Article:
That deaf, dumb, blind kid sure could catch 'em all.
Every since I was a young boy, I played the silver ball. Even today, if an actual pinball table falls within my line of sight, I am drawn to it. I was never particularly good at the game, sure, but there’s a certain appeal in being in more-or-less direct control of the ball and learning the physics of a table and the different ways to score big. I’m sure you’ll be shocked to learn that the Jurassic Park pinball table was among my favorites. But pinball and arcades generally dried up in Anchorage, so I was forced to take my ball-and-paddle obsession to the virtual realm. That’s where I found Kirby’s Pinball Land, a game so charming that I still play it today. For me, that’s where pinball video games began and ended, but I was happy to discover—a decade later—that Metroid Prime Pinball was similarly incredible. One pinball game I’ve always been meaning to play has been Pokemon Pinball. There is a version for the Game Boy Color which in fact contains a rumble pack, but I’ve been unable to track it down in town. The GBA Ruby/Sapphire versions, however, are shockingly common, and I picked up a cart in great condition for a mere five dollars.
This game is spectacular. You choose from two boards—Ruby or Sapphire—which differ largely based on layout. The bonuses you get are the same, but you access them in different ways. The goal of Pokemon Pinball is to—you guessed it—catch Pokemon. You do this in several ways: you can trigger a “Catch” event, in which you have to hit board’s bumpers enough times to make a Pokemon appear, then bump it three times, all within a time limit. You can also trigger an “EVO” event, in which you must hit three round icons which appear on the table, then direct the ball into a small hole. You can only trigger “EVO” when you have caught Pokemon that are able to evolve. Finally, you can try and hatch an egg, which results in an adorable little Pokemon wandering around the table in random directions. Whack it twice to capture it.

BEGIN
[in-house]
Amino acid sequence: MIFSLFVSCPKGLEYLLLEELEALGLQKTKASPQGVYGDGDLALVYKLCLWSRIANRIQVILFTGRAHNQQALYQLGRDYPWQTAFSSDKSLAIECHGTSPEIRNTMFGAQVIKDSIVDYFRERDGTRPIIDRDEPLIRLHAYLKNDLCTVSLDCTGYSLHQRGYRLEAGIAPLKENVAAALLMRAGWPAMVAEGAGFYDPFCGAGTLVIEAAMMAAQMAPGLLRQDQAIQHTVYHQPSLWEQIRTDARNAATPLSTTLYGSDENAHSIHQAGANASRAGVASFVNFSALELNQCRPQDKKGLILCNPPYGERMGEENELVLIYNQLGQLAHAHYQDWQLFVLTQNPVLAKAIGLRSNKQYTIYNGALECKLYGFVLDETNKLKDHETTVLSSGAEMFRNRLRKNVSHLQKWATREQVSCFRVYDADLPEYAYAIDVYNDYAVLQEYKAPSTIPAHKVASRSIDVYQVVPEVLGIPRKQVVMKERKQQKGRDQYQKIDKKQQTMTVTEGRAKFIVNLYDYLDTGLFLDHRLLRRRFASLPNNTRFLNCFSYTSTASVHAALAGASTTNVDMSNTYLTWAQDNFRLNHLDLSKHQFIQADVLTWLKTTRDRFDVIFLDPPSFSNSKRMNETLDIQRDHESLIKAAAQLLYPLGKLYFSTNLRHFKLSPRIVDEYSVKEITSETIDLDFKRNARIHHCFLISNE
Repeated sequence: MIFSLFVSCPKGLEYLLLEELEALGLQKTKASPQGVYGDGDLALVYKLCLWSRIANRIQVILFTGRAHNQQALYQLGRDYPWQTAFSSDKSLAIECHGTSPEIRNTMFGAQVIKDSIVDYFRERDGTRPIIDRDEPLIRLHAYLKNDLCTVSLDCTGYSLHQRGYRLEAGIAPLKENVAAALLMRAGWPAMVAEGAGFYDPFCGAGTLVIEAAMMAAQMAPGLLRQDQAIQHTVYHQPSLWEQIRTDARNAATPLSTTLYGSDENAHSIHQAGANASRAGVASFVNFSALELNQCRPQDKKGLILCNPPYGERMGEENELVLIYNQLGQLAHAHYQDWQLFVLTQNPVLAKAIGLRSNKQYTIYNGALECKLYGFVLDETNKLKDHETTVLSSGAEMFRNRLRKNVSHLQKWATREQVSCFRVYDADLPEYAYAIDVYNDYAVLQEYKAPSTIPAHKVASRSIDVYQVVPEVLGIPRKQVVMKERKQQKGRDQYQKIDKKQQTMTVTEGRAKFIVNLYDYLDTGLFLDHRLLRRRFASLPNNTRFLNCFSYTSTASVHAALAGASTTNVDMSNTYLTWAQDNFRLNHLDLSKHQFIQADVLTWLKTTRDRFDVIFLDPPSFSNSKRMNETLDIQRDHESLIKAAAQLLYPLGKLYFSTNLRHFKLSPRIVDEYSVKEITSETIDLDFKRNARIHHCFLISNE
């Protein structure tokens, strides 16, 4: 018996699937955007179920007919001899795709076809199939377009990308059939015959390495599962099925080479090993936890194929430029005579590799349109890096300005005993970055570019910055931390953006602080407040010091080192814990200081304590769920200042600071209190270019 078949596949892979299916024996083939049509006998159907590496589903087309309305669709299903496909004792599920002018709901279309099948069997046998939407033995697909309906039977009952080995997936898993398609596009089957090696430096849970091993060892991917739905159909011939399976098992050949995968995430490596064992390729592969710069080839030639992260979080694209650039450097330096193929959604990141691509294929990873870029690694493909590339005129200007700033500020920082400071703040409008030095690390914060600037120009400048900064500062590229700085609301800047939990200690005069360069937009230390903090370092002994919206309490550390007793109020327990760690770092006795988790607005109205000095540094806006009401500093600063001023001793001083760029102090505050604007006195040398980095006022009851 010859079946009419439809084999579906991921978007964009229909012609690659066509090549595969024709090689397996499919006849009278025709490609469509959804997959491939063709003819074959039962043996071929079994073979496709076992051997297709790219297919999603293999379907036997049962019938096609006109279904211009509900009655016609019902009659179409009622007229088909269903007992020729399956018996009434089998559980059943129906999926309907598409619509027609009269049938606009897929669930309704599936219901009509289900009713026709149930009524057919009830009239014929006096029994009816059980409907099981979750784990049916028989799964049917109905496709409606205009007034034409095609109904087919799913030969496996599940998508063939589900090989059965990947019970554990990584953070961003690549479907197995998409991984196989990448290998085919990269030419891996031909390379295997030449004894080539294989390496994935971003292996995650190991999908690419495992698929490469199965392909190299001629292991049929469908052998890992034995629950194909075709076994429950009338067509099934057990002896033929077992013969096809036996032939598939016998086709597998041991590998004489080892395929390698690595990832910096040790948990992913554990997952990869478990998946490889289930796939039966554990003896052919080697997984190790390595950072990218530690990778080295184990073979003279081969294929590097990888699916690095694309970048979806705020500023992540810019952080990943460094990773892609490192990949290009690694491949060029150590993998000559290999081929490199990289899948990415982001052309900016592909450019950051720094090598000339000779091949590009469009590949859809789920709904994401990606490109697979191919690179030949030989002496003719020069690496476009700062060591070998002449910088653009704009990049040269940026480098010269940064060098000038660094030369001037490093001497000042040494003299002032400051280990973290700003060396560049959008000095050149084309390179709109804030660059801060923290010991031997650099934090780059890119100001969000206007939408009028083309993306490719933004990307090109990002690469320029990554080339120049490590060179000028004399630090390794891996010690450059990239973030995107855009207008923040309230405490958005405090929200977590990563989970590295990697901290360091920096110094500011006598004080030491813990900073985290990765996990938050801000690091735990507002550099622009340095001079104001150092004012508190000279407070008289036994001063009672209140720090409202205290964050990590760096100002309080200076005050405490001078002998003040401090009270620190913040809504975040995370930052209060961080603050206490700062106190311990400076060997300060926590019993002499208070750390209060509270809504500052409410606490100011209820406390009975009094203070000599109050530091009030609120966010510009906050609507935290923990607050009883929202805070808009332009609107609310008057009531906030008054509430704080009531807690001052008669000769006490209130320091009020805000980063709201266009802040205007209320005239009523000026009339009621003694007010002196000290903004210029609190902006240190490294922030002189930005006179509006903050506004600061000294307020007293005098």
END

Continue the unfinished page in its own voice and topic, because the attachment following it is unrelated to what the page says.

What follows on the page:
Eat it, Wailmer!
Bonus modes are all over the place, mostly triggered by capturing a set number of Pokemon, but sometimes they’ll just pop up unexpectedly. They always involve traveling to a special table and performing a specific task. In one case, you have to use the Scope Lens to find and knock out Kecleon. In another, you beat up a bunch of Duskulls to make their big daddy, Dusclops, appear. Now, after you collect so many Pokemon on the main table, you will get an opportunity to battle Kyogre, Groudon, and (rarely) Rayquaza. You have to successfully battle each legendary Pokemon two or three times before they’re successfully captured.
I have not accomplished this amazing accomplishment.
The game oozes charm from every bumper. Sure, there are some frustrating moments—like when you’re under a timer and just can’t seem to get the damn ball to go where you want it, or when a cheap hit or bad bump causes your ball to go straight down the gutter and there’s nothing you can do about it. Luckily, Pokemon Pinball does have plenty of ball saves—like Pikachu catapulting your ball away from the gutter or Latios/Latias saving you from early failures.
Are you fighting Rayquaza on a...table?